Hello orris and others,
Orris, have you considered options other than segmental blocks and poured walls? Depending on your slope conditions, there are many alternatives. But first let's talk about your poured wall idea.
Poured walls are an inexpensive and effective way to retain soils. Where they become expensive is when you choose to apply a veneer, such as brick. Since you have no experience, I would turn you away from traditional masonry and steer you towards more practical methods. Consider using "Cultured Stone" or "thin brick". Cultured Stone, or imitation stone, so to speak. Is a low cost alternative to real stone, and remarkably offers a fantastic look. There are times when I can hardly tell the difference, especially when a few natural stones have been thrown into the mix. The installation technique is so easy, a junior high student could learn it. Basically your dealing with lightwieght precast half-stones. Throw traditional masonry practices out the window. Instead of building a little at a time, because of weight concerns, you can litterally put all of the stone up in one day. It is refered to as "lick and stick" masonry and has become more common than natural stone masonry.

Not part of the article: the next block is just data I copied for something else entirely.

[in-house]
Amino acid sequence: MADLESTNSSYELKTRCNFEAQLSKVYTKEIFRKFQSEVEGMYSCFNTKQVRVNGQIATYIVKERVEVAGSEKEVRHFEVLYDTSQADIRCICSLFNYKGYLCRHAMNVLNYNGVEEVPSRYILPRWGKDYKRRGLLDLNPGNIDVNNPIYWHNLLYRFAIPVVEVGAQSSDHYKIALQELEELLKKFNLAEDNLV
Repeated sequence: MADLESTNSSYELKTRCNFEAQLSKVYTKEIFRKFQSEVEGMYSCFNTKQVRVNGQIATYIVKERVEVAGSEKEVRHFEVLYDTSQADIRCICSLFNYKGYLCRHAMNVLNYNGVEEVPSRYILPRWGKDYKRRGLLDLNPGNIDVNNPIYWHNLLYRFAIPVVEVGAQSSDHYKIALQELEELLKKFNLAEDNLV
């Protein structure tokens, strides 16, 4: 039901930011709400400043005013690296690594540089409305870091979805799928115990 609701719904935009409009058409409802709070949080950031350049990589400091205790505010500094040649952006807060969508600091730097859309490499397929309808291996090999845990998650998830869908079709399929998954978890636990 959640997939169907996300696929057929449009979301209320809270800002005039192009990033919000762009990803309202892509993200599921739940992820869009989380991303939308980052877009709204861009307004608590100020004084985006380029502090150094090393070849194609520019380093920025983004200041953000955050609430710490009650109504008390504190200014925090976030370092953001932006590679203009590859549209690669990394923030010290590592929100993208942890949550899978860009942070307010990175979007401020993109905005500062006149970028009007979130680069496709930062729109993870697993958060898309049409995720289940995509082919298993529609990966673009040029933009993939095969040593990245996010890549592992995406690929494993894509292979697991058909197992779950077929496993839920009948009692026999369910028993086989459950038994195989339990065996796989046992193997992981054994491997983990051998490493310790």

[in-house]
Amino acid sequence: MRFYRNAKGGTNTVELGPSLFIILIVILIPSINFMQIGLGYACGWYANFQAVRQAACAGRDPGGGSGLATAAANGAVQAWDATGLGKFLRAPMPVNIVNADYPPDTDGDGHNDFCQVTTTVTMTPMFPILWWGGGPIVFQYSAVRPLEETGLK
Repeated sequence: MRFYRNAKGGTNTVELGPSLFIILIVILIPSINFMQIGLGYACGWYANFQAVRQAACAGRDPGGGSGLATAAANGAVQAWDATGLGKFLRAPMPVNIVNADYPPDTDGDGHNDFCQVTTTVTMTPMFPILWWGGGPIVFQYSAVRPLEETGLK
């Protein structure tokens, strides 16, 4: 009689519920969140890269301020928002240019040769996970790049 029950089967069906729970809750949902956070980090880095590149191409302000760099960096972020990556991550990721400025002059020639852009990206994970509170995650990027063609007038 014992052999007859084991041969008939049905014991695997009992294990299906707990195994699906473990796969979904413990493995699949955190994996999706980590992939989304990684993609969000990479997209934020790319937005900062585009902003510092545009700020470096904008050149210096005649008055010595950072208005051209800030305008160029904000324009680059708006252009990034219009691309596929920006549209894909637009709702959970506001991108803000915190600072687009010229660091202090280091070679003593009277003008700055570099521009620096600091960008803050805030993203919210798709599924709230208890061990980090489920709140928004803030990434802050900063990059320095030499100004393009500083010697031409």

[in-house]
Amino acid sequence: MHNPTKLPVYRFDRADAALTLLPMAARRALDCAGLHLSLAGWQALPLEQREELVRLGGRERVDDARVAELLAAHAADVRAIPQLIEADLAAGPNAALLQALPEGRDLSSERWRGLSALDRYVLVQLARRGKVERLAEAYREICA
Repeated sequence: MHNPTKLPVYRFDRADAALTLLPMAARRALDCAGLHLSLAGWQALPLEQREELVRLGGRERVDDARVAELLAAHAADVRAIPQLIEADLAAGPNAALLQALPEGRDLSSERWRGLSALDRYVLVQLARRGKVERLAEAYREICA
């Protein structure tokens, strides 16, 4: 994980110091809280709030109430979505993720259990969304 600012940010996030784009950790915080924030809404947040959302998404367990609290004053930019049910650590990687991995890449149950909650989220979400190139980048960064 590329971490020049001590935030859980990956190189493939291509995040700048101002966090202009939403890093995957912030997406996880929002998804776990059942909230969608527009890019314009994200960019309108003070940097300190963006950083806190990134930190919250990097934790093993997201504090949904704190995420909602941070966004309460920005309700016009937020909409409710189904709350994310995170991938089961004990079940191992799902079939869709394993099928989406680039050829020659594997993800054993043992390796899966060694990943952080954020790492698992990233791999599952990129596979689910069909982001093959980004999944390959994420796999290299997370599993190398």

There is a similiar product called "thin brick". This brick is looks like a full brick but it's only 1/2 " thick. Again, it's not design to create a wall, it's designed to conceal one.
Your local concrete products retailer should have these choices available.
Other options would be wood walls, boulder walls, or creating rock and plant garden. The most appealing would be the garden. You can impalnt a series of large rocks into the hillside and plant all of the soil pockets with thick, colorful plant material. in a year or two this will look like a hilside flower garden.
Wood walls are another mid to low cost alternative. Stay away from boards. Use only 6"x6" treated timbers or 4"x6" treated timbers with plenty of deadmen.
Boulderwalls are a lot of work, but there's no rocket science involved. Take your time and lean your wall back far enough to prevent it from falling forward. Like the garden, you can plant the larger pockets and give the wall some life.
Hope this helps,
Professional Landscaping Companies, LLC
Traverse City, Michigan
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